A Consultant’s Guide to the Next Year

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I’m just guessing, but I’ll bet you’ve already broken at least four of five New Year’s resolutions you made. That puts you one step ahead of me—I’ve broken all five. But I’m still planning on making 2006 a banner year.


One of the best ways to do that is to ride the field’s hot trends—work where there’s demand for your labor, and know what skills, subjects and buzzwords can bring you cash in the months to come. Here are some predictions to help guide you through 2006.


Consult the Oracle
In a word, Oracle is hungry. In 2005 it gobbled up PeopleSoft—which had just bought J.D. Edwards—and arch-rival Siebel. The result? It now has a huge share of the market in enterprise software, and that means your Oracle skills can take you places.


Look at it this way: PeopleSoft, J.D. Edwards and Siebel will one day disappear, so the market for Oracle DBAs and architects will be strong. Even if you’re not an Oracle maven and have no plans to become one, a working knowledge of Oracle solutions can help you on a systems integration or custom software job.


Get Governed
The concept of IT governance has long dwelled in enterprise IT shops. This year, it will enter the mid-market, where consultants of every stripe will be forced to deal with it.


According to the IT Governance Institute (ITGI), IT governance is a way to align IT’s goals with the long-term, strategic plans of the enterprise, as well as a way to measure IT’s performance with precise metrics. There are more governance systems than you can shake a stick at, but among the most famous is COBIT, short for Control Objectives for IT and Related Technologies. COBIT is a product of the ITGI, and you can learn its basics in a few hours at www.itgi.org.


Why bother? If you work with anything bigger than a mom-and-pop shop, you’re sure to hear about governance in 2006, and having a good grasp on its concepts is likely to inspire confidence with companies that have begun to implement it—and that can drive sales.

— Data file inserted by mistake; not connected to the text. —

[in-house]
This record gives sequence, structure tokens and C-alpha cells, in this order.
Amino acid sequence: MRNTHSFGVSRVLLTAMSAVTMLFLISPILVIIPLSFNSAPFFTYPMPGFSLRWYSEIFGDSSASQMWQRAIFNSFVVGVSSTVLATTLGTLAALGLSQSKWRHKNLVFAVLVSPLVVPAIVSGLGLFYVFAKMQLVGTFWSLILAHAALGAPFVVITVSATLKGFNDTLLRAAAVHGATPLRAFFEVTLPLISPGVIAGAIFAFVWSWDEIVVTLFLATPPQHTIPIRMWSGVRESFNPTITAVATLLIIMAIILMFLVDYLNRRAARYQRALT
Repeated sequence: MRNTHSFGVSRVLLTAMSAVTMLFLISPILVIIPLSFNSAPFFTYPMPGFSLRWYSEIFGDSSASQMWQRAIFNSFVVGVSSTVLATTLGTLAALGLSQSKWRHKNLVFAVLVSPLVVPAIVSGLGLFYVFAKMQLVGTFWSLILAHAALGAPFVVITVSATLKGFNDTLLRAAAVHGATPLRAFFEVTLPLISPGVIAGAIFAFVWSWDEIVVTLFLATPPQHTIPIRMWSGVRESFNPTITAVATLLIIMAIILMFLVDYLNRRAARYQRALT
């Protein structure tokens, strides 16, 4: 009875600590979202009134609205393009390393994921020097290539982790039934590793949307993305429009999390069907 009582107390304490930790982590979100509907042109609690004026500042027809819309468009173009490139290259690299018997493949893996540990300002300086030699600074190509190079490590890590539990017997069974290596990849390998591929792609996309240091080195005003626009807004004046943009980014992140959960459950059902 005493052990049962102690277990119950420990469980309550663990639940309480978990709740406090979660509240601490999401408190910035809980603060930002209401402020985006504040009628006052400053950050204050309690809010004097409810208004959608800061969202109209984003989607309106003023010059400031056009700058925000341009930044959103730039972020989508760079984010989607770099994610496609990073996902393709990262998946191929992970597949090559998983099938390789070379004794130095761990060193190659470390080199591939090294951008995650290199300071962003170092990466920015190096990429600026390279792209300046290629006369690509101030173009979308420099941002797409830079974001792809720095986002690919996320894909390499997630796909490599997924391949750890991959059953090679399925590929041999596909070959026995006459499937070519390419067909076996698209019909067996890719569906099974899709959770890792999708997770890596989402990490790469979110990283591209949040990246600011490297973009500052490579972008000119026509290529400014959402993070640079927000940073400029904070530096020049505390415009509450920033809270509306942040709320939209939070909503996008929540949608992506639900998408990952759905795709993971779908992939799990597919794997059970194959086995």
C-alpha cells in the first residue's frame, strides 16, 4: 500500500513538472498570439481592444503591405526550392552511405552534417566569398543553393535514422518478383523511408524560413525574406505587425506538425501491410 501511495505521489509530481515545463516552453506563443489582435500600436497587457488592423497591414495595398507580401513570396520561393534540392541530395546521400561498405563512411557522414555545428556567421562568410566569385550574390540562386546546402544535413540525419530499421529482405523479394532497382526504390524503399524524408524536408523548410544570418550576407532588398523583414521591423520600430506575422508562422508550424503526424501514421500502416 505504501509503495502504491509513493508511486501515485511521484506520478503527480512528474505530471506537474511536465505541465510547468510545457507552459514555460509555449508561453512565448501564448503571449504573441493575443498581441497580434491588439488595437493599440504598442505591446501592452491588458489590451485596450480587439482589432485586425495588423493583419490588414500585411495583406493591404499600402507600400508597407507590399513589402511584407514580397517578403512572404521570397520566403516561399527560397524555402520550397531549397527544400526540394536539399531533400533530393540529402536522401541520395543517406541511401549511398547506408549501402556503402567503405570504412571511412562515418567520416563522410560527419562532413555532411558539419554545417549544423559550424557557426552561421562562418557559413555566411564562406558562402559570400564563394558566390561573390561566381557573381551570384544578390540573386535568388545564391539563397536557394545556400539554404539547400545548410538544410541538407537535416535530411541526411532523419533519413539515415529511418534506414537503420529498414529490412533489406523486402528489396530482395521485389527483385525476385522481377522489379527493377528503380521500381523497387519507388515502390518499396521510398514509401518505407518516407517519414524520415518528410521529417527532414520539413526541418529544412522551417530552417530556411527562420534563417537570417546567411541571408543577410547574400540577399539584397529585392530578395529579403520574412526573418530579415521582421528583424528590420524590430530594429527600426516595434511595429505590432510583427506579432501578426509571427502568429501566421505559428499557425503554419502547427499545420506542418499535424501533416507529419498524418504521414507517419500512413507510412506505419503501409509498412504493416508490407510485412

Gartner Weighs In
Gartner is the world’s largest IT research firm, with nearly as many analysts as COMDEX has geeks. In November 2005, Gartner released its predictions for 2006, including a few that might surprise you.


Gartner reported that companies will start asking employees to buy their own notebooks. They’ll give employees a “notebook allowance” and let them loose inside Circuit City, Best Buy or CompUSA.


That may not concern you greatly as a consultant, but the next prediction will. Gartner predicts that 2006 will see the demise of the specialist. No longer will niche players rule the consulting roost. Instead, IT generalists will have an advantage as firms trim their costs by finding one person who can do many things, saving dollars and perhaps even headaches as well.


The bottom line? It never hurts to expand your skills.


To Blog or Not to Blog?
One thing’s for certain: 2005 was the year of the blog. This year, blogging and its cousin, podcasting, might just bring you some business.


According to a report from the Pew Internet & American Life Project, 9 percent of all Internet users (that’s nearly 12 million people) have their own blogs, and fully 25 percent read them. Numbers like that have made corporate America sit up and notice, with Volvo, GM and IBM launching corporate blogs and podcasts in the past few months. It’s a great way to market. Also, people are tuning into podcasts at rapidly increasing rates, so why not use them to expand your consulting practice?


Blogs give you a way to prove your expertise without going through all the hoops and hassles of formal publication. A single podcast can be heard by hundreds or even thousands of prospects. If you blog or podcast about a subject of sufficient interest, and limit your content to the purely professional, you may have a simple, cheap and effective way to generate referrals.


Keep a lookout for these and more ways to build your bottom line in 2006. If you start now, you can make it a truly great year.


David Garrett is a Web designer and former IT director, as well as the author of “Herding Chickens: Innovative Techniques in Project Management.” He can be reached at dgarrett@certmag.com.


Five Reasons to Blog and Podcast



  1. Blogs and podcasts are a great way to market yourself.
  2. If done carefully, blogs and podcasts give prospects a deeper view of your knowledge than a simple brochure can.
  3. They are inexpensive, costing almost nothing to create.
  4. They are able to reach a large audience quickly.
  5. Sites like www.blogger.com, www.typepad.com and www.squarespace.com make Web site setup and maintenance a breeze, with far less effort than a traditional Web site.
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